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Economic Reality: Nowhere to Run, Nowhere to Hide, Part 2


The onset of the Global Sovereign Crisis marks a new dangerous phase of the credit crisis.

Editor's Note: This is Part 2 of a two-part series. Click here to read Part 1.

It Always Ends in the Same Way

No one, including the IMF, seriously believes that the austerity program announced by Greece will work. Argentina had debt to GDP of around 60% and a budget deficit of 6%. Adjustments necessary to halve both failed. After a long-drawn-out struggle between 1999 and 2001, Argentina was forced to reschedule its debt and have still not quite made its way back to normality. Many of the vulnerable countries in Europe are in a much worse position than Argentina in 1999.

Rapid economic growth or high inflation would improve Greece's prospects for survival. Neither is a realistic option. The eurozone could continue to finance Greece, which would require extension of the current package, which is initially for three years.

Greece may not be able to avoid a debt restructuring. For the countries like, Ireland, Spain, Portugal as well the others, the savage austerity measures required are unlikely to be palatable and probably won't work in any case. All roads may lead eventually to debt restructuring.

The best course of action for Greece would be to "temporarily" (that is, for the next several hundred years) opt out of the euro and unilaterally re-denominate its debt into the "new" drachma. Through the currency devaluation, this would effectively reduce debt and restore competitiveness. In any debt rescheduling, lenders would take significant write-downs, reducing Greece's debt burden, giving it a chance to emerge as a sustainable economy.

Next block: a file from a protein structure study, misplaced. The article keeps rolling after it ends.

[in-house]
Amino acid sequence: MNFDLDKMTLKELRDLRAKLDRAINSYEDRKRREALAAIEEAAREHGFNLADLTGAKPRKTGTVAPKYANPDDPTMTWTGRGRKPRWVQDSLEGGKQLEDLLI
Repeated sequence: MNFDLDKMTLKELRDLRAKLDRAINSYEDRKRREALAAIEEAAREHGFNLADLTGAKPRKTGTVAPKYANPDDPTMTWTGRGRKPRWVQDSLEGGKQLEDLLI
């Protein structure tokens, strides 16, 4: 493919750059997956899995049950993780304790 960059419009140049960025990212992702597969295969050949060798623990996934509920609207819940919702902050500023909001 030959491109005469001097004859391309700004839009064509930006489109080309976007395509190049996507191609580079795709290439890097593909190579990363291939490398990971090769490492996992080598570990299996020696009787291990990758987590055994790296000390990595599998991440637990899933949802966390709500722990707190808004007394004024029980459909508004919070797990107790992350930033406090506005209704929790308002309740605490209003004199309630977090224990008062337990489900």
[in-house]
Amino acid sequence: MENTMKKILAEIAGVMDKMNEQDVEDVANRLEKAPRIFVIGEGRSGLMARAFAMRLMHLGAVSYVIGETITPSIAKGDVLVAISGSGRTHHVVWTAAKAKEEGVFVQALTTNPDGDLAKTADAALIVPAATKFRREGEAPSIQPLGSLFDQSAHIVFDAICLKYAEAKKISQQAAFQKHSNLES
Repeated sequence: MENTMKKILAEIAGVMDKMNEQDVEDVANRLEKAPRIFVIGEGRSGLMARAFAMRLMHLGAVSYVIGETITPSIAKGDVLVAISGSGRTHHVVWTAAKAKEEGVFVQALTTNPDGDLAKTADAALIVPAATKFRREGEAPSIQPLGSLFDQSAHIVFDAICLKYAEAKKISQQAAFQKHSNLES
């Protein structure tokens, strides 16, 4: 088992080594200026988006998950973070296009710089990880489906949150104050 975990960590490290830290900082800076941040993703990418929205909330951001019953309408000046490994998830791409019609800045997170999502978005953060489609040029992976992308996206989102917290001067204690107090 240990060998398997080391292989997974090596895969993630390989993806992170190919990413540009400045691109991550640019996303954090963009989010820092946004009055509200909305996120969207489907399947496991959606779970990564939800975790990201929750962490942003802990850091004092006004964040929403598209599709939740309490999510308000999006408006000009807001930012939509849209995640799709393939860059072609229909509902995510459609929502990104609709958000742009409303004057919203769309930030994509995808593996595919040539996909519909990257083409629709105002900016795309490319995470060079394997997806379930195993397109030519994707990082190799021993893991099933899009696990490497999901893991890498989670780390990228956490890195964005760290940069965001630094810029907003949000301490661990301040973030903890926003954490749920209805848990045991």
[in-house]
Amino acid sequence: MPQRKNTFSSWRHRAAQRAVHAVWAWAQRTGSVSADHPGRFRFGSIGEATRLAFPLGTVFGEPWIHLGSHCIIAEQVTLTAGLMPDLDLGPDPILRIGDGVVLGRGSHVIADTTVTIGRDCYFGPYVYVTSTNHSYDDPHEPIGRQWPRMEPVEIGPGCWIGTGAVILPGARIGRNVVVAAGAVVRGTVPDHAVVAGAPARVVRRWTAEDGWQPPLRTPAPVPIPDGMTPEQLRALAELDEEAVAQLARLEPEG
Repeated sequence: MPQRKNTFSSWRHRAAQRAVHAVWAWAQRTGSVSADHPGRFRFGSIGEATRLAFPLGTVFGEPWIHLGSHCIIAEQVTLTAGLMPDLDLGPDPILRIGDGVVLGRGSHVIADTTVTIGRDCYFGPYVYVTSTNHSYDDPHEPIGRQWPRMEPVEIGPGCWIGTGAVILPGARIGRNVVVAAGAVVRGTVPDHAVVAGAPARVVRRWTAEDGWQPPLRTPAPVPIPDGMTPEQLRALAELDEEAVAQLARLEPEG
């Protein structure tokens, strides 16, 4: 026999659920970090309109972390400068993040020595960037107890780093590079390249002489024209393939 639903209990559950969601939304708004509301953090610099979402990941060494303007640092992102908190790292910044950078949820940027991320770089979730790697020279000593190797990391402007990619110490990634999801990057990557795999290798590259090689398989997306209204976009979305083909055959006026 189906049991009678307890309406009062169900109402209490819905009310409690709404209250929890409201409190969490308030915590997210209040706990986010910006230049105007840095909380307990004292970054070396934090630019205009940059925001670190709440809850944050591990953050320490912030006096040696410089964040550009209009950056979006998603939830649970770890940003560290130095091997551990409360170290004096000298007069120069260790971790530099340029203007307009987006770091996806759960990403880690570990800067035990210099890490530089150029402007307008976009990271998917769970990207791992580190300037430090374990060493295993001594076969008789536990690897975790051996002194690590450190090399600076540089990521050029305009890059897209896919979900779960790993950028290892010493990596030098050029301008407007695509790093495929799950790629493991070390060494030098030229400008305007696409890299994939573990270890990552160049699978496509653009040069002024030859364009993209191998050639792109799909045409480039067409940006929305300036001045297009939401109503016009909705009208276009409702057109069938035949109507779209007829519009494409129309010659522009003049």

The real agenda of the bailout is to avoid foreign lenders taking large losses. The investors were imprudent in their willingness to lend excessively to countries like Greece assuming EU "implicit" support and are now seeking others to bail them out of their folly. As Herbert Spencer, the English philosopher, observed: "the ultimate result of shielding men from the effects of folly is to fill the world with fools."

As at June 2009, Greece owed US$276 billion to international banks, of which around US$254 billion was owed to European banks with French, Swiss, and German banks having significant exposures. Bank for International Settlement data indicates that German and French banks' exposure to Greece is about $50 billion and $75 billion respectively.

In aggregate, the exposure of Germany and France to troubled European countries is around $1 trillion. According to the Bank for International Settlements, as at the end of 2009, French banks and German banks have lent $493 billion and $465 billion respectively to Spain, Greece, Portugal, and Ireland.

The real purpose of the bailout is to prepare for a possible series of sovereign debt restructurings in Europe. In an ideal world, banks and investors raise capital and write down their exposure to the troubled debtors over time allowing the restructuring to be relatively smooth, avoiding disruption to financial markets.

Dysfunctional Functionalism

Contagion is already a reality. Highly indebted sovereign borrowers with immediate financing needs are facing higher costs and lower availability of funds. Scrutiny of their public finances is forcing them to adopt austerity programs to remain credible borrowers with access to markets.
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